The Pasteur Museum is housed in the apartment where Louis Pasteur spent his final seven years and offers a rare behind-the-scenes look at the living and working environment of the world-renowned scientist. Visitors can gain a unique insight into his everyday life alongside his wife and can admire his rich and diverse scientific work.
The Institut Pasteur’s scientific strategy focuses on developing original and innovative topics and promoting interdisciplinary and multidisciplinary cooperation and approaches. The Institut Pasteur teams have access to the technological resources needed to speed up and further improve the quality of their outstanding research.
Ever since the introduction of the world’s first "Technical Microbiology" course in 1889, teaching has been a priority for the Institut Pasteur. The Institut Pasteur has an international reputation for quality teaching that attracts students from all over the world who come to further their training or top up their degree programs.
With international courses, PhD and postdoctoral traineeship, each institute of the Institut Pasteur International Network (RIIP) contributes to the transmission of knowledge with the training of young researchers all around the world. In this context, doctoral and postdoctoral programmes, study and traineeship fellowships are available to scientists. Alongside training, dynamism and attractiveness of RIIP will result in the creation of 4-year group for the young researchers.
Research activity at the Institut Pasteur is based in research departments, which in turn comprise units, laboratories and technological platforms. Over and above this organization, the Institut Pasteur seeks to foster alliances and build partnerships in a bid to promote the excellence of its research.
Our research departments are based on the historical themes of infectious diseases, microbiology and immunology, as well as developmental biology and neuroscience. Today the Institut Pasteur has the following ten research departments :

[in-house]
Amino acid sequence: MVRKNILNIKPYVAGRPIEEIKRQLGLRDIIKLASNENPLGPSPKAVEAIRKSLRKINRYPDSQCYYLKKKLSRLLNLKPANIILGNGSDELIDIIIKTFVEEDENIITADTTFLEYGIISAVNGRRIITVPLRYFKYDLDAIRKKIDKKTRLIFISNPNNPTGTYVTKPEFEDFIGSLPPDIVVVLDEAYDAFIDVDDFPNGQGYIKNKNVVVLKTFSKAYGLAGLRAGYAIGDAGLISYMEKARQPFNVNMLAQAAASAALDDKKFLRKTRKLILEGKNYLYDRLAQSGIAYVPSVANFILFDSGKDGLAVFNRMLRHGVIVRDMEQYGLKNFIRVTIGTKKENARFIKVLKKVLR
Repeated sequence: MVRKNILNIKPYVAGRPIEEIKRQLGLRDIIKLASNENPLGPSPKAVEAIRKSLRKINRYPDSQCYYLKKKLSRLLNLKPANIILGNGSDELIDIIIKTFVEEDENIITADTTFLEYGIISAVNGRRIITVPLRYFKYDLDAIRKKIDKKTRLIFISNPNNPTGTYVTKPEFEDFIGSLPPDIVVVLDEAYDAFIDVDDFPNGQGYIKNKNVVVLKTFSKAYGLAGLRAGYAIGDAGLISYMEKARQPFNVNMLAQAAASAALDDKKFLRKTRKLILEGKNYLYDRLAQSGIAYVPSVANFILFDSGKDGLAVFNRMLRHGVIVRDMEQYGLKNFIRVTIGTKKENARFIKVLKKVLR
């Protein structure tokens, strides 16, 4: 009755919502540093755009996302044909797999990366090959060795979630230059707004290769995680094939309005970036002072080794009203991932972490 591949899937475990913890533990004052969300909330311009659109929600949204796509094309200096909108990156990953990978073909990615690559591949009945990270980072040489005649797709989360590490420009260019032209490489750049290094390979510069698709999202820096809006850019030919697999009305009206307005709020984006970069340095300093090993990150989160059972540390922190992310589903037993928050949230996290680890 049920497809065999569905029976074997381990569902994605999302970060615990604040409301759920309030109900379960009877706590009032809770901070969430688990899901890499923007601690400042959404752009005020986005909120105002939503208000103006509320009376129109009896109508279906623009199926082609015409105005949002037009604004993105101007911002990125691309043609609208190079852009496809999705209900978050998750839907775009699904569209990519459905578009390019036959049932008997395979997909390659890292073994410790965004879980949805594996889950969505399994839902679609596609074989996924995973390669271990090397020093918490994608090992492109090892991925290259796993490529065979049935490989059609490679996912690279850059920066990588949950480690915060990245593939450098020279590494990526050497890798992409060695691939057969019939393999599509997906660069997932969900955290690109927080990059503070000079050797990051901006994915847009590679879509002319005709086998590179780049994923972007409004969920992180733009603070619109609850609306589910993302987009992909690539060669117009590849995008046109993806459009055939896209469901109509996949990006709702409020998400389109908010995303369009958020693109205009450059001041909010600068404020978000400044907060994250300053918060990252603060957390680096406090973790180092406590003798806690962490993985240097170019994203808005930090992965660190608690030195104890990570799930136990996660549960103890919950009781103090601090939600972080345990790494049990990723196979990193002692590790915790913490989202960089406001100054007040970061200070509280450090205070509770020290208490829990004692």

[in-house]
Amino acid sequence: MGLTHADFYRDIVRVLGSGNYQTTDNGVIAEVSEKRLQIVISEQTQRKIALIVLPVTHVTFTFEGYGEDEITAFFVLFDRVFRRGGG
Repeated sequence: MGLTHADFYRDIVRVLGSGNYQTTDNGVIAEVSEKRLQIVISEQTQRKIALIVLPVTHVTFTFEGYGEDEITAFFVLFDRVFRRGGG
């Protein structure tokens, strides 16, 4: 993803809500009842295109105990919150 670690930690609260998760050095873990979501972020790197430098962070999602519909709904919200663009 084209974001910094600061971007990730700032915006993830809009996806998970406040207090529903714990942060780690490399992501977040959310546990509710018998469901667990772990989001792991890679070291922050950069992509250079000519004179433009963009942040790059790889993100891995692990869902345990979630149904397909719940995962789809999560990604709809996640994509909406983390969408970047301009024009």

These research departments are themselves divided into 130 research units that bring together scientists from all over the world. To remain at the forefront of scientific developments, new 5-year groups (G5) are regularly created in a constant effort to attract talented young scientists and to foster the innovative ideas needed to continue providing quality research.
The Institut Pasteur actively encourages the creation of multidisciplinary teams, idea sharing and the pooling of tools and expertise. Additional structures such as Transversal Research Programs involve different departments and units working simultaneously on highly specific short- and medium-term projects.
The Institut Pasteur has also forged countless partnerships as part of large-scale research programs such as the LabEx (Laboratories of Excellence) projects REVIVE, Milieu Intérieur and IBEID, and the "Pasteur Infectious Diseases" Carnot Institute which it runs.
High-tech facilities and platforms
The Institut Pasteur has 13 technological platforms organized into 3 clusters, called poles, a Center for the Production of Anopheles and a biological resource center. Scientists on campus and from outside organizations can take advantage of an impressive range of facilities to support their national and international research programs. The technological facilities are all available for use, and assistance is on hand if required.